STUDENTS of Rhetoric may well congratulate themselves because, instead of being obliged to glean from the antiquated pages of Campbell and puzzle over the blind theories of Whately, they have all that is valuable in these two writers, and much that is important and fresher brought together in an inviting volume of less than three hundred pages.
The chief value of Professor Hill's Elements of Rhetoric lies in its practical nature. Designed for use as a text-book, it omits theoretical speculations, gives particular rules rather than vague generalizations, and puts everything in a form that can be readily grasped and easily remembered. An abundance of examples and passages from modern authors illustrate each statement, and numerous references on each page make it possible for the student, if he wishes, to pursue the subject beyond the limits of the book. We wish, however, that the book had a fuller index, so that it might be used for a handy work of reference as well as for a text-book.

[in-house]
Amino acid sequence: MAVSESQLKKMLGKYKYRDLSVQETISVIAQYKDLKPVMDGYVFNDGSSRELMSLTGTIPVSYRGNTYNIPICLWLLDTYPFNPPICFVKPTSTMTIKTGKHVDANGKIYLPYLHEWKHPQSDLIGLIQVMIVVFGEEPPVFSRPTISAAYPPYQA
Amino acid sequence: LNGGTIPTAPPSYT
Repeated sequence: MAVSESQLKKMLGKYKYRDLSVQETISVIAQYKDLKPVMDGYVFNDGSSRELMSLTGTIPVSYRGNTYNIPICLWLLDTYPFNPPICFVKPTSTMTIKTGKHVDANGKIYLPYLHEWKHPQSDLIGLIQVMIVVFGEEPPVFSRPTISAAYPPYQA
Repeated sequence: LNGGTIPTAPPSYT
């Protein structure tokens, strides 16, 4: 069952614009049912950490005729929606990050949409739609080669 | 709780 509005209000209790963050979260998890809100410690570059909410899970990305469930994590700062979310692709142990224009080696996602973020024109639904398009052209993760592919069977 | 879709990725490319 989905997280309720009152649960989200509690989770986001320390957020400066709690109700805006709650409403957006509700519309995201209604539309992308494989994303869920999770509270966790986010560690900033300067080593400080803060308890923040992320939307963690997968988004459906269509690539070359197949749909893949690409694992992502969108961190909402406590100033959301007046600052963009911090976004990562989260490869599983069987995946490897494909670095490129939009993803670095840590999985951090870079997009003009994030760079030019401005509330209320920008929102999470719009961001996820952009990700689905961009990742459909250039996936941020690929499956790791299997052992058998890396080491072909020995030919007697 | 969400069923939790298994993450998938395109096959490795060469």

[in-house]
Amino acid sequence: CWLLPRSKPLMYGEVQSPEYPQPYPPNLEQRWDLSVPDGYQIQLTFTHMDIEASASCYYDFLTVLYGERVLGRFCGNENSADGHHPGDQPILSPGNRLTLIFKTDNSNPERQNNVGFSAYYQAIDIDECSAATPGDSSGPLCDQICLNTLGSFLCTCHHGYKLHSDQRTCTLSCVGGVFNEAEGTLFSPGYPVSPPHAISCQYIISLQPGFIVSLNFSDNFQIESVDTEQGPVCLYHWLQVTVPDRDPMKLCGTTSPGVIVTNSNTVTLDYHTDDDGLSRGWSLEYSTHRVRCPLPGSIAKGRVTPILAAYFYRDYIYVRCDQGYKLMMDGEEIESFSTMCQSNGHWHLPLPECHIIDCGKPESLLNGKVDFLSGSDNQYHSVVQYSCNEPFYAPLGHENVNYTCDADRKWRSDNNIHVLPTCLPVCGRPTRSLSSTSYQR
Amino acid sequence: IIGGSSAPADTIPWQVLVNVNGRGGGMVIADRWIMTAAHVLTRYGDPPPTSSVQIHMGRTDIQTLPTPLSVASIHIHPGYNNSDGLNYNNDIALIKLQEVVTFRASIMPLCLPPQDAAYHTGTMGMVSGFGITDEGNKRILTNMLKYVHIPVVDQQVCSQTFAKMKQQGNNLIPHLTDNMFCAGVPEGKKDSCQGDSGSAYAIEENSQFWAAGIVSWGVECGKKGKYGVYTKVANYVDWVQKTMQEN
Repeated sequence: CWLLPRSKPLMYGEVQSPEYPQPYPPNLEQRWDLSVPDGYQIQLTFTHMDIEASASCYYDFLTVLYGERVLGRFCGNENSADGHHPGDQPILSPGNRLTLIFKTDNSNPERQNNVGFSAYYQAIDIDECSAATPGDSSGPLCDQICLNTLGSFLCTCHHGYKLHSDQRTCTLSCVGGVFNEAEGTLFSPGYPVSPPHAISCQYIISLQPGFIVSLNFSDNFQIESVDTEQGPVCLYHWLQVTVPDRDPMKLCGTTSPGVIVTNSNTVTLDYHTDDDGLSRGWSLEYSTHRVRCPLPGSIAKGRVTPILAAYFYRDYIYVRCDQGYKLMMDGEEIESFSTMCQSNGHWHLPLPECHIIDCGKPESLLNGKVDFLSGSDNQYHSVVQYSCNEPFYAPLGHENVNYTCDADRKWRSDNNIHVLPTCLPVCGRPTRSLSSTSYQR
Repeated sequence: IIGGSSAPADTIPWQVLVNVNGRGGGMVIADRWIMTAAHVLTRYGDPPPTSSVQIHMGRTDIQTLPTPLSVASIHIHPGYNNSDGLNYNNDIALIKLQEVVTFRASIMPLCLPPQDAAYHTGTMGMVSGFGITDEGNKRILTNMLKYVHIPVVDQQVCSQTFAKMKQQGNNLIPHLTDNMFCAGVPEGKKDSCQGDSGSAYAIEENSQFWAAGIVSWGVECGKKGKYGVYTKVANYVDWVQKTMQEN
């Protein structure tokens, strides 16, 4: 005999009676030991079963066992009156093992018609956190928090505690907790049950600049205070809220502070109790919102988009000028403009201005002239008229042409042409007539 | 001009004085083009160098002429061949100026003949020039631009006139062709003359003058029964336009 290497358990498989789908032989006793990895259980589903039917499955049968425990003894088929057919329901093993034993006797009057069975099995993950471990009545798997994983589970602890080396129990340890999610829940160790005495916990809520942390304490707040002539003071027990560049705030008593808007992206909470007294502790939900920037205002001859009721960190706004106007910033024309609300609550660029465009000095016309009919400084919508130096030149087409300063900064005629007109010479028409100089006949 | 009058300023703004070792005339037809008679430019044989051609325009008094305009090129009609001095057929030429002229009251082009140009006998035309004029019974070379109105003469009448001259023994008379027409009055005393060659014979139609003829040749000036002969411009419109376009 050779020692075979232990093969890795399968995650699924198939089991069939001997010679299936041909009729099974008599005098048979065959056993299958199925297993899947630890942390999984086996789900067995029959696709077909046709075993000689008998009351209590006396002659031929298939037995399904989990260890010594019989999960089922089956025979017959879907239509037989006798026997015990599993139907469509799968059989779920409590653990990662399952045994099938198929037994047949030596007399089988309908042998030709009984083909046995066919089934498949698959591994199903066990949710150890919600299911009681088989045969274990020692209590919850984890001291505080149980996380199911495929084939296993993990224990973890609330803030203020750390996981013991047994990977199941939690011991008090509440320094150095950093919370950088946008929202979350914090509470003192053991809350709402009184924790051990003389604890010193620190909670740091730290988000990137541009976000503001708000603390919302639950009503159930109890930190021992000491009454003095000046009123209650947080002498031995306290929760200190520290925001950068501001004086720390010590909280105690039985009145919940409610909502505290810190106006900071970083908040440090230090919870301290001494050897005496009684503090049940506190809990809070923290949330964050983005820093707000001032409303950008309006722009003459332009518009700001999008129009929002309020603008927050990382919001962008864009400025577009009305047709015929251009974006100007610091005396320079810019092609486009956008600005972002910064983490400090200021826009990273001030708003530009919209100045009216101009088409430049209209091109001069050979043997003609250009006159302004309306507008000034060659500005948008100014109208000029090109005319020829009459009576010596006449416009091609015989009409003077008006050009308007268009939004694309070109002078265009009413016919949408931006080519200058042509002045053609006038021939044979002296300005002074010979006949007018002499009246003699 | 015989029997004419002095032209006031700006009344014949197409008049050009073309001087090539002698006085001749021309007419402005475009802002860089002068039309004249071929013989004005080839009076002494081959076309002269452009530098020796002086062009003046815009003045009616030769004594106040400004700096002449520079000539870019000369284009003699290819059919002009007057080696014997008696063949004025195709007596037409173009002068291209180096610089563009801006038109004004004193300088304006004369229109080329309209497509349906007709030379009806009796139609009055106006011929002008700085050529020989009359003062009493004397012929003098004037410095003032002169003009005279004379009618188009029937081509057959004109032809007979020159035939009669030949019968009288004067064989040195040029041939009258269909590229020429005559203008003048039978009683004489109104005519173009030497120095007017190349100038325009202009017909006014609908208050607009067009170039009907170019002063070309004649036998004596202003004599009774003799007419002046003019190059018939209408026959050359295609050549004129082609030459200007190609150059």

Of course, in any work upon the subject of Rhetoric, - a subject in which individual taste plays an important part, and learned doctors disagree, - there will be some statements which may be questioned; but for the purposes of a text-book there is little in Professor Hill's work which does not merit the highest praise.